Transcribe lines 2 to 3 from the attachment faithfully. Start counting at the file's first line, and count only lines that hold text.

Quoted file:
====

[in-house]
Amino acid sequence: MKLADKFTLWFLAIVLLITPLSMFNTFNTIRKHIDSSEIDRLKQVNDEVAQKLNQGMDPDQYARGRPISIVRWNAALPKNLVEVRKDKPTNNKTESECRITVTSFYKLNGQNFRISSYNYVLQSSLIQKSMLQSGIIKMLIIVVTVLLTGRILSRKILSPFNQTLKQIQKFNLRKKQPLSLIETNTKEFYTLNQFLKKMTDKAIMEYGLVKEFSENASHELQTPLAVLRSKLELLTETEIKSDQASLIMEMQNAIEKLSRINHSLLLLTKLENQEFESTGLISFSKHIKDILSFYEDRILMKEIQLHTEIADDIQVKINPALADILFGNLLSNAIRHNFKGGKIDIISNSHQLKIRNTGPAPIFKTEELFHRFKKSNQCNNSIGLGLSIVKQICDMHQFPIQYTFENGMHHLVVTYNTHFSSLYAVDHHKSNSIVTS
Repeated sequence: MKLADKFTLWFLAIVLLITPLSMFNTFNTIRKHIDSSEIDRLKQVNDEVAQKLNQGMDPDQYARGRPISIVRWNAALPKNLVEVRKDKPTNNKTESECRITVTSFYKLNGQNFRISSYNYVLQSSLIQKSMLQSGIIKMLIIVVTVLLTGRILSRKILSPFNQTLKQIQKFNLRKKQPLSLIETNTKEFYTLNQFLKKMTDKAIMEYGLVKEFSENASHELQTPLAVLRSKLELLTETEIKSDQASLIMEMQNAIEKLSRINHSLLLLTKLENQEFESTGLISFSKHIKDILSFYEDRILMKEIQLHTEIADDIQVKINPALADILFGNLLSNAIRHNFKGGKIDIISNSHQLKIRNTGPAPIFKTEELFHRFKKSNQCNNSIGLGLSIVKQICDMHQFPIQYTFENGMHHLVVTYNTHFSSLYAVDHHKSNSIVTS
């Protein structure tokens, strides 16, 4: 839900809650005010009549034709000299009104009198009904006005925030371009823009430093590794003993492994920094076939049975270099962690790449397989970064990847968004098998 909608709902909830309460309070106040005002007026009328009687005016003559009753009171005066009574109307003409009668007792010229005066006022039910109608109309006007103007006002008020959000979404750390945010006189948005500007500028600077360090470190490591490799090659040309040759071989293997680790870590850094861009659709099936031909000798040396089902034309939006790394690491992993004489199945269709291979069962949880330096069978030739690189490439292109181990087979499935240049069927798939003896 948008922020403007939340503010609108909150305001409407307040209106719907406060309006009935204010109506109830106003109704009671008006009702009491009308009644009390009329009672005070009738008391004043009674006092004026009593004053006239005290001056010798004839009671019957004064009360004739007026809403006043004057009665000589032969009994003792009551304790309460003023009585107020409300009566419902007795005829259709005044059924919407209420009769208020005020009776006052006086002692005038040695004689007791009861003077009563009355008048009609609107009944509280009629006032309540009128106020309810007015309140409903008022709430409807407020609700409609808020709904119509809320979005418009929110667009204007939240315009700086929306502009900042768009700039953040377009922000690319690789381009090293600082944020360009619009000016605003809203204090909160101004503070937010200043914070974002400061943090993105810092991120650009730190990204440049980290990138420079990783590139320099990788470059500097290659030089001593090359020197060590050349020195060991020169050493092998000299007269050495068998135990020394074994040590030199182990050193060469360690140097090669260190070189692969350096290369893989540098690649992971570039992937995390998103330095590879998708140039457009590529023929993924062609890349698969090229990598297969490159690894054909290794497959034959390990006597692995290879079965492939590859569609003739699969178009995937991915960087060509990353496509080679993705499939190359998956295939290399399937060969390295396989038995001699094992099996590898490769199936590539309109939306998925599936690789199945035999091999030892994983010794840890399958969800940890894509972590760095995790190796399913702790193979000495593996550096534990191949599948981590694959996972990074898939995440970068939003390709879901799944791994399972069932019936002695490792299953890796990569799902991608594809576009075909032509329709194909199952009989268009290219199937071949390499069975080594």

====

Amino acid sequence: MKLADKFTLWFLAIVLLITPLSMFNTFNTIRKHIDSSEIDRLKQVNDEVAQKLNQGMDPDQYARGRPISIVRWNAALPKNLVEVRKDKPTNNKTESECRITVTSFYKLNGQNFRISSYNYVLQSSLIQKSMLQSGIIKMLIIVVTVLLTGRILSRKILSPFNQTLKQIQKFNLRKKQPLSLIETNTKEFYTLNQFLKKMTDKAIMEYGLVKEFSENASHELQTPLAVLRSKLELLTETEIKSDQASLIMEMQNAIEKLSRINHSLLLLTKLENQEFESTGLISFSKHIKDILSFYEDRILMKEIQLHTEIADDIQVKINPALADILFGNLLSNAIRHNFKGGKIDIISNSHQLKIRNTGPAPIFKTEELFHRFKKSNQCNNSIGLGLSIVKQICDMHQFPIQYTFENGMHHLVVTYNTHFSSLYAVDHHKSNSIVTS
Repeated sequence: MKLADKFTLWFLAIVLLITPLSMFNTFNTIRKHIDSSEIDRLKQVNDEVAQKLNQGMDPDQYARGRPISIVRWNAALPKNLVEVRKDKPTNNKTESECRITVTSFYKLNGQNFRISSYNYVLQSSLIQKSMLQSGIIKMLIIVVTVLLTGRILSRKILSPFNQTLKQIQKFNLRKKQPLSLIETNTKEFYTLNQFLKKMTDKAIMEYGLVKEFSENASHELQTPLAVLRSKLELLTETEIKSDQASLIMEMQNAIEKLSRINHSLLLLTKLENQEFESTGLISFSKHIKDILSFYEDRILMKEIQLHTEIADDIQVKINPALADILFGNLLSNAIRHNFKGGKIDIISNSHQLKIRNTGPAPIFKTEELFHRFKKSNQCNNSIGLGLSIVKQICDMHQFPIQYTFENGMHHLVVTYNTHFSSLYAVDHHKSNSIVTS